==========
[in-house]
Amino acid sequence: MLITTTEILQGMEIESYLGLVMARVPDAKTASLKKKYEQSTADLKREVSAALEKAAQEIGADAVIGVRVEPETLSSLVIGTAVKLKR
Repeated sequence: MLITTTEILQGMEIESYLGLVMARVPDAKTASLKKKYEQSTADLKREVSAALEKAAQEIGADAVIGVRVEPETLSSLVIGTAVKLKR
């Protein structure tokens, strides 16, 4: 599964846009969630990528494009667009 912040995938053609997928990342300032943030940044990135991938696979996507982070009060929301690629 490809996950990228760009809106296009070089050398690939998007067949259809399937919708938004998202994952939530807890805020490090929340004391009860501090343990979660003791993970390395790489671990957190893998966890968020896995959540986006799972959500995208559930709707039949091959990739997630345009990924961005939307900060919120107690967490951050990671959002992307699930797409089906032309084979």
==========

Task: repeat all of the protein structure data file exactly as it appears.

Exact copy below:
[in-house]
Amino acid sequence: MLITTTEILQGMEIESYLGLVMARVPDAKTASLKKKYEQSTADLKREVSAALEKAAQEIGADAVIGVRVEPETLSSLVIGTAVKLKR
Repeated sequence: MLITTTEILQGMEIESYLGLVMARVPDAKTASLKKKYEQSTADLKREVSAALEKAAQEIGADAVIGVRVEPETLSSLVIGTAVKLKR
């Protein structure tokens, strides 16, 4: 599964846009969630990528494009667009 912040995938053609997928990342300032943030940044990135991938696979996507982070009060929301690629 490809996950990228760009809106296009070089050398690939998007067949259809399937919708938004998202994952939530807890805020490090929340004391009860501090343990979660003791993970390395790489671990957190893998966890968020896995959540986006799972959500995208559930709707039949091959990739997630345009990924961005939307900060919120107690967490951050990671959002992307699930797409089906032309084979």